Over the next decade, wheat grain production must increase to meet the demand of a fast growing human population. One strategy to meet this challenge is to raise wheat productivity by optimizing plant stature. The Reduced height 8 (Rht8) semi-dwarfing gene is one of the few, together with the Green Revolution genes, to reduce stature of wheat (Triticum aestivum L.), and improve lodging resistance, without compromising grain yield. Rht8 is widely used in dry environments such as Mediterranean countries where it increases plant adaptability. With recent climate change, its use could become increasingly important even in more northern latitudes. In the present study, the characterization of Rht8 was furthered. Morphological analyses show that the semi-dwarf phenotype of Rht8 lines is due to shorter internodal segments along the wheat culm, achieved through reduced cell elongation. Physiological experiments show that the reduced cell elongation is not due to defective gibberellin biosynthesis or signalling, but possibly to a reduced sensitivity to brassinosteroids. Using a fine-resolution mapping approach and screening 3104 F2 individuals of a newly developed mapping population, the Rht8 genetic interval was reduced from 20.5 cM to 1.29 cM. Comparative genomics with model genomes confined the Rht8 syntenic intervals to 3.3 Mb of the short arm of rice chromosome 4, and to 2 Mb of Brachypodium distachyon chromosome 5. The very high resolution potential of the plant material generated is crucial for the eventual cloning of Rht8.

Stenzel, I.; Otto, M.; Delker, C.; Kirmse, N.; Schmidt, D.; Miersch, O.; Hause, B.; Wasternack, C. ALLENE OXIDE CYCLASE (AOC) gene family members of Arabidopsis thaliana: tissue- and organ-specific promoter activities and in vivo heteromerization J Exp Bot 63, 6125-6138, (2012) DOI: 10.1093/jxb/ers261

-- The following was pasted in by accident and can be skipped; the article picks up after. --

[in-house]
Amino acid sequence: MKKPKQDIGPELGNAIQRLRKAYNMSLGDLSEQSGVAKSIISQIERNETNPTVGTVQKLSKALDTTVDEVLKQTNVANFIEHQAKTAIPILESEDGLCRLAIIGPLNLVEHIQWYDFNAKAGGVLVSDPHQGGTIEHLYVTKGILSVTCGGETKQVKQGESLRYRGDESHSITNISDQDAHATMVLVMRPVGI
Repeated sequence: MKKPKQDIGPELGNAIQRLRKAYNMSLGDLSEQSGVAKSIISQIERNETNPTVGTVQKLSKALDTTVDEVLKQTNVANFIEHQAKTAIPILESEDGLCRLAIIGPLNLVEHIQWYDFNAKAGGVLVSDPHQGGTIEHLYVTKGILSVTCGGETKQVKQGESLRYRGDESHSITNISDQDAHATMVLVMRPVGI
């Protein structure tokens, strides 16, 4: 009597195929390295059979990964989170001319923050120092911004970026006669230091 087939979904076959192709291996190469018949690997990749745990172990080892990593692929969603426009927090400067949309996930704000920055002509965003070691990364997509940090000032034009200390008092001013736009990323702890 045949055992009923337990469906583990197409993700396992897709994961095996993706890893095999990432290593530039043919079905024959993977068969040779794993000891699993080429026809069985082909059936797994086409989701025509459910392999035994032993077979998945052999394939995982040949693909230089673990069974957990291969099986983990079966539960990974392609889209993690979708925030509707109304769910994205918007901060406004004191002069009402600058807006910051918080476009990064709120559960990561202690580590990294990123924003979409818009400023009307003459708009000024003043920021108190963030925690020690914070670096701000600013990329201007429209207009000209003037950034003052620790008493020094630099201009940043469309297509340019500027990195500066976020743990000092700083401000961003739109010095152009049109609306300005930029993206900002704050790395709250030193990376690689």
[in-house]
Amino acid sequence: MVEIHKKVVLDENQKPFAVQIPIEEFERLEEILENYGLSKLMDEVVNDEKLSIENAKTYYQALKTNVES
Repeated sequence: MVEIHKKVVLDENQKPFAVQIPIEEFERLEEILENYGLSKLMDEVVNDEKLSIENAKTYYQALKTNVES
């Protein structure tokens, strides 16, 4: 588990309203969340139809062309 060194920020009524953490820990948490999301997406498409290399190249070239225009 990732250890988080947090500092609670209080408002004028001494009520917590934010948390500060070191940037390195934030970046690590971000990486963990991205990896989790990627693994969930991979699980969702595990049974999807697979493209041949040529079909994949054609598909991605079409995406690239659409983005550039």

Jasmonates are important signals in plant stress responses and plant development. An essential step in the biosynthesis of jasmonic acid (JA) is catalysed by ALLENE OXIDE CYCLASE (AOC) which establishes the naturally occurring enantiomeric structure of jasmonates. In Arabidopsis thaliana, four genes encode four functional AOC polypeptides (AOC1, AOC2, AOC3, and AOC4) raising the question of functional redundancy or diversification. Analysis of transcript accumulation revealed an organ-specific expression pattern, whereas detailed inspection of transgenic lines expressing the GUS reporter gene under the control of individual AOC promoters showed partially redundant promoter activities during development: (i) In fully developed leaves, promoter activities of AOC1, AOC2, and AOC3 appeared throughout all leaf tissue, but AOC4 promoter activity was vascular bundle-specific; (ii) only AOC3 and AOC4 showed promoter activities in roots; and (iii) partially specific promoter activities were found for AOC1 and AOC4 in flower development. In situ hybridization of flower stalks confirmed the GUS activity data. Characterization of single and double AOC loss-of-function mutants further corroborates the hypothesis of functional redundancies among individual AOCs due to a lack of phenotypes indicative of JA deficiency (e.g. male sterility). To elucidate whether redundant AOC expression might contribute to regulation on AOC activity level, protein interaction studies using bimolecular fluorescence complementation (BiFC) were performed and showed that all AOCs can interact among each other. The data suggest a putative regulatory mechanism of temporal and spatial fine-tuning in JA formation by differential expression and via possible heteromerization of the four AOCs.